What is VOA, who is this Enterococcus species?

Imagine you are walking your barns, doing daily chores in a flock that is 28 days of age.  Mortality and culling rates for the flock have been good, but on this particular day you start to notice that a number of birds appear lame and some have adopted a ‘dog sitting’ posture, sitting on their hind ends with their legs in front of them.  After culling lame birds out for a couple of days, your level of concern starts to increase, as does the number of culls.  What could be causing this?  You have heard of some other producers describing similar symptoms and someone referred to this problem as ‘VOA’ or Enterococcus cecorum, but others calling it ‘kinky back’.  Could this flock have VOA or is it kinky back?

While there are a number of potential causes for lameness in a flock of this age, in this article we hope to explain what VOA is, as well as to describe the organism that causes it.

What is Enterococcus cecorum and VOA?

Enterococcus cecorum is a bacterial species that is considered a normal part of the bacterial population in the chicken intestine.  This bacteria can become a problem however if something allows it to exit the gut and enter into other locations within the bird via the blood stream.  When this happens, Enterococcus cecorum prefers to set up in the bones, causing infection of the bone, generically referred to as osteomyelitis.  One particular location that is at risk for infection in the chicken is a backbone (the free thoracic vertebrae).  This is the only backbone in the chicken that is not fused to its neighbors which makes it a key location for problems in the spine.  Infection here is referred to as Vertebral Osteoarthritis or ‘VOA’.  Infection can however also occur in other bones as well.

Birds affected with VOA are particularly striking in appearance because they often adopt the ‘dog sitting’ posture described in the scenario above (shown in figure 1).  The reason for this posture is because the infection in the backbone creates swelling, which pushes down on the spinal cord, interfering with the ability of the bird to control movement of the legs (figure 2).  It is important to know that this presentation is similar to, but does not have the same underlying cause as the developmental condition referred to as kinky back.  In cases of ‘kinky back’, there is no bacterial infection but rather the affected back bone is rotated out of proper position, causing similar compression of the spinal cord and interference with leg movement.

Also important to know is that Enterococcus cecorum is just one species of the Enterococcus genus of bacteria. There are other species of Enterococcus commonly found in chickens, however they have not yet been isolated from these VOA types of cases or lesions.  Infection of a flock with Enterococcus species does not necessarily mean that the flock has or will develop VOA, and further testing is required to determine the species involved.  In cases in Alberta we have seen changes in the strains of Enterococcus cecorum causing VOA that were misidentified as a related bacteria Aerococus viridans.  The importance of this finding is that this bacteria like all pathogens can adapt over time and develop new biochemical and test profiles. Follow up and repeated culture can be required to get the right answer to the question of “what is wrong with my birds”.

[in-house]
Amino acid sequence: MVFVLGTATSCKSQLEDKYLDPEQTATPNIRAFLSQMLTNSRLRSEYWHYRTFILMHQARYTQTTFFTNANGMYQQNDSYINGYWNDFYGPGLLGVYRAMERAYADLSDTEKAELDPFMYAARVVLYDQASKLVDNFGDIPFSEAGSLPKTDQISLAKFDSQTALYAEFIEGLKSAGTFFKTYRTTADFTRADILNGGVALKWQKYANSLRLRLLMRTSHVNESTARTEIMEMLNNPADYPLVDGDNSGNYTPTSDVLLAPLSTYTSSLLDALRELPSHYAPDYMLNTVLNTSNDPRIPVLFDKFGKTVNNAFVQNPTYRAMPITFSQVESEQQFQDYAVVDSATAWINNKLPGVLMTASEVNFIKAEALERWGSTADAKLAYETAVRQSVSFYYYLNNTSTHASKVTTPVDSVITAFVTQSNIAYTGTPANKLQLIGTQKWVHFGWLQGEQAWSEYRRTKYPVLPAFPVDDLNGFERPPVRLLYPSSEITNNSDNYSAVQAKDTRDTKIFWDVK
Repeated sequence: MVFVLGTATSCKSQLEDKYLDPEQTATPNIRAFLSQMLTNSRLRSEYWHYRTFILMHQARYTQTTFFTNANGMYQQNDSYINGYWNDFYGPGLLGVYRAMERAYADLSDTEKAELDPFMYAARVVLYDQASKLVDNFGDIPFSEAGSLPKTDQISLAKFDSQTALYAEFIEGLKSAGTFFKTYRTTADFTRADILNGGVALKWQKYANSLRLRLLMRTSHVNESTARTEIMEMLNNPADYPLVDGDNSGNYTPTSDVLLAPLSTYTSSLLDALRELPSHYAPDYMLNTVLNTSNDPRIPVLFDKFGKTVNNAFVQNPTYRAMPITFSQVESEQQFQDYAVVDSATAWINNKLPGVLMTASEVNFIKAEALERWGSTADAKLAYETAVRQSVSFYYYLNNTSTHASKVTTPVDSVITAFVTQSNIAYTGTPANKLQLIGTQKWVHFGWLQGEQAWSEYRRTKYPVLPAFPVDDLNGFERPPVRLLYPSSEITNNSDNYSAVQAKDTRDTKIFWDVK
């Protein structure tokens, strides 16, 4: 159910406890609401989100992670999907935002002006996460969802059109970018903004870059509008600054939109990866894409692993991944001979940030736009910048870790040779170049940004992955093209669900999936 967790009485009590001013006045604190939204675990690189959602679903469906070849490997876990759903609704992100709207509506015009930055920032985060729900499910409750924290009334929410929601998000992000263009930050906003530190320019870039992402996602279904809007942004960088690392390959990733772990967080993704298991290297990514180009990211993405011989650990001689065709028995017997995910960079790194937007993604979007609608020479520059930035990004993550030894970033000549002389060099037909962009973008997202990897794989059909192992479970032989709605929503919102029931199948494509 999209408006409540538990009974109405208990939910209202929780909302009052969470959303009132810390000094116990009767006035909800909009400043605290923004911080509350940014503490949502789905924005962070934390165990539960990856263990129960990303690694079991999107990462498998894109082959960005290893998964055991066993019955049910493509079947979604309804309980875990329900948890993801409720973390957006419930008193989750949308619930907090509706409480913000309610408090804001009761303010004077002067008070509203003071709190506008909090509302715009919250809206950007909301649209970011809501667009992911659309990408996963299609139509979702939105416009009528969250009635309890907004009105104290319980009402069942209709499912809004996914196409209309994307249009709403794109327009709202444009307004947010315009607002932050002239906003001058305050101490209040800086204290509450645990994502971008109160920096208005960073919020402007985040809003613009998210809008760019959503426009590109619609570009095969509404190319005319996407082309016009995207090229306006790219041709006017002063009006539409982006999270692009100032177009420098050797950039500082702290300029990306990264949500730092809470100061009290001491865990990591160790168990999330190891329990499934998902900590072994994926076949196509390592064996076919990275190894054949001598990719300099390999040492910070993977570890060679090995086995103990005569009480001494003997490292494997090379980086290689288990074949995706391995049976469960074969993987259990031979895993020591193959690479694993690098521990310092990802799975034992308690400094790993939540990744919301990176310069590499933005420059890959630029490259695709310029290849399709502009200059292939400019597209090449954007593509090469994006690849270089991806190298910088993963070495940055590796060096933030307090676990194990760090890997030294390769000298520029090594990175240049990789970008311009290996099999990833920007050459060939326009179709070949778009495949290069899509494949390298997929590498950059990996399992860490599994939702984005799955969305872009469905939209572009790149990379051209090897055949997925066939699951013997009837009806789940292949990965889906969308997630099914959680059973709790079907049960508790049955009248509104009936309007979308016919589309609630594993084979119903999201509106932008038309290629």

Treatment of Enterococcus cecorum

Treatment of this bacterial infection, once clinical signs are evident (‘dog sitting’, lameness) has been difficult and often unsuccessful.  The most likely reason for this is the nature of the infection causing the clinical signs; birds are too affected to be able to drink enough to receive and adequate dose, and the damage at the site of infection is too severe for the drug to be able to penetrate and fight off the infection.  Field reports and lab sensitivity testing results indicate that Amoxicillin is the best choice for treatment, however  Amoxicillin has only been mildly effective in some cases.

What should I do if I see lame birds in my flock?

Unfortunately there are numerous potential causes for lameness in poultry flocks.  Some are nutritional, some developmental, some are disease related.  If a flock starts showing signs of lameness and you have concerns, it is important to consult with your veterinarian.  Not all causes of lameness can be treated, and not all treatments are harmless to a flock.  For specific diagnosis and treatment advice it is best to contact your veterinarian.

A focus on prevention

On farms where this condition has occurred, research has shown that cleaning and disinfection plays an important role in preventing re-occurrence in subsequent flocks.  This includes cleaning and disinfection of water lines, above flushing or super-chlorination.  Occasionally if the condition continues to repeat, metaphylactic preventative treatment using amoxicillin and/or tylosin have been helpful.  It is not yet well understood what factors predispose to this condition.  The possibility of a link to broiler breeder flocks has been investigated and so far transmission of this pathogen from parent hens cannot be demonstrated.  Some groups propose that intestinal health may play a role in allowing this normal bacterial species to invade other locations within the bird.  Researchers have been able to show that by orally dosing this organism to chickens they can re-create the disease, suggesting that if this organism can grow to higher than usual numbers in the intestine, it may be able to overwhelm natural defense mechanisms.  At any rate, taking steps to ensure good intestinal health and to monitor intestinal health programs is a good idea for flocks on a farm experiencing this disease.

VOA Article (Includes Images)